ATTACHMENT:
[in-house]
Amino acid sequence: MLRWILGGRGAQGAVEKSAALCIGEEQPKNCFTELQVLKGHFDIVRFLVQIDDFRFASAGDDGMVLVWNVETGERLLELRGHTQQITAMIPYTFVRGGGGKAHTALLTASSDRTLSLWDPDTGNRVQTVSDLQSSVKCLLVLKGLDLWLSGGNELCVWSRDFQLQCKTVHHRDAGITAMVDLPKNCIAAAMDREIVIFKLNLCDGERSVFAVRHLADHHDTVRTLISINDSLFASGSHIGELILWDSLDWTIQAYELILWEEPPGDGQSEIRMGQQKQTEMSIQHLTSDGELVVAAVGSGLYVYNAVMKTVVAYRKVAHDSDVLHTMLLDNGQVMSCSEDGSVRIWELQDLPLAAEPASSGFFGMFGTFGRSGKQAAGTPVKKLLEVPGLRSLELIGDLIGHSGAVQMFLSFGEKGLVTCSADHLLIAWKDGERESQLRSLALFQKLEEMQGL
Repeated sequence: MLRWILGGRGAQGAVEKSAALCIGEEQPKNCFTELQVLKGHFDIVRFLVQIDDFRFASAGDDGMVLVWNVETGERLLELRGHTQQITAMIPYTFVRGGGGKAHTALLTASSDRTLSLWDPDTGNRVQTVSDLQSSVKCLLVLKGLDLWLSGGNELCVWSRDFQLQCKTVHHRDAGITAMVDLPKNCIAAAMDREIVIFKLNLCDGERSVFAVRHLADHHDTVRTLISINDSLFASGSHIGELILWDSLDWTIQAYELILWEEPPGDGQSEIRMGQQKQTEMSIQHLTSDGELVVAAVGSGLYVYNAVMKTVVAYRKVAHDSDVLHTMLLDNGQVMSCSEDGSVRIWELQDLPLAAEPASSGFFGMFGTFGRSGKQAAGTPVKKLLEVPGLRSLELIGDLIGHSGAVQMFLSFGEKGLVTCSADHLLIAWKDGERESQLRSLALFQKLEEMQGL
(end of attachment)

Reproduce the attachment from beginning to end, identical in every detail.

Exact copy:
[in-house]
Amino acid sequence: MLRWILGGRGAQGAVEKSAALCIGEEQPKNCFTELQVLKGHFDIVRFLVQIDDFRFASAGDDGMVLVWNVETGERLLELRGHTQQITAMIPYTFVRGGGGKAHTALLTASSDRTLSLWDPDTGNRVQTVSDLQSSVKCLLVLKGLDLWLSGGNELCVWSRDFQLQCKTVHHRDAGITAMVDLPKNCIAAAMDREIVIFKLNLCDGERSVFAVRHLADHHDTVRTLISINDSLFASGSHIGELILWDSLDWTIQAYELILWEEPPGDGQSEIRMGQQKQTEMSIQHLTSDGELVVAAVGSGLYVYNAVMKTVVAYRKVAHDSDVLHTMLLDNGQVMSCSEDGSVRIWELQDLPLAAEPASSGFFGMFGTFGRSGKQAAGTPVKKLLEVPGLRSLELIGDLIGHSGAVQMFLSFGEKGLVTCSADHLLIAWKDGERESQLRSLALFQKLEEMQGL
Repeated sequence: MLRWILGGRGAQGAVEKSAALCIGEEQPKNCFTELQVLKGHFDIVRFLVQIDDFRFASAGDDGMVLVWNVETGERLLELRGHTQQITAMIPYTFVRGGGGKAHTALLTASSDRTLSLWDPDTGNRVQTVSDLQSSVKCLLVLKGLDLWLSGGNELCVWSRDFQLQCKTVHHRDAGITAMVDLPKNCIAAAMDREIVIFKLNLCDGERSVFAVRHLADHHDTVRTLISINDSLFASGSHIGELILWDSLDWTIQAYELILWEEPPGDGQSEIRMGQQKQTEMSIQHLTSDGELVVAAVGSGLYVYNAVMKTVVAYRKVAHDSDVLHTMLLDNGQVMSCSEDGSVRIWELQDLPLAAEPASSGFFGMFGTFGRSGKQAAGTPVKKLLEVPGLRSLELIGDLIGHSGAVQMFLSFGEKGLVTCSADHLLIAWKDGERESQLRSLALFQKLEEMQGL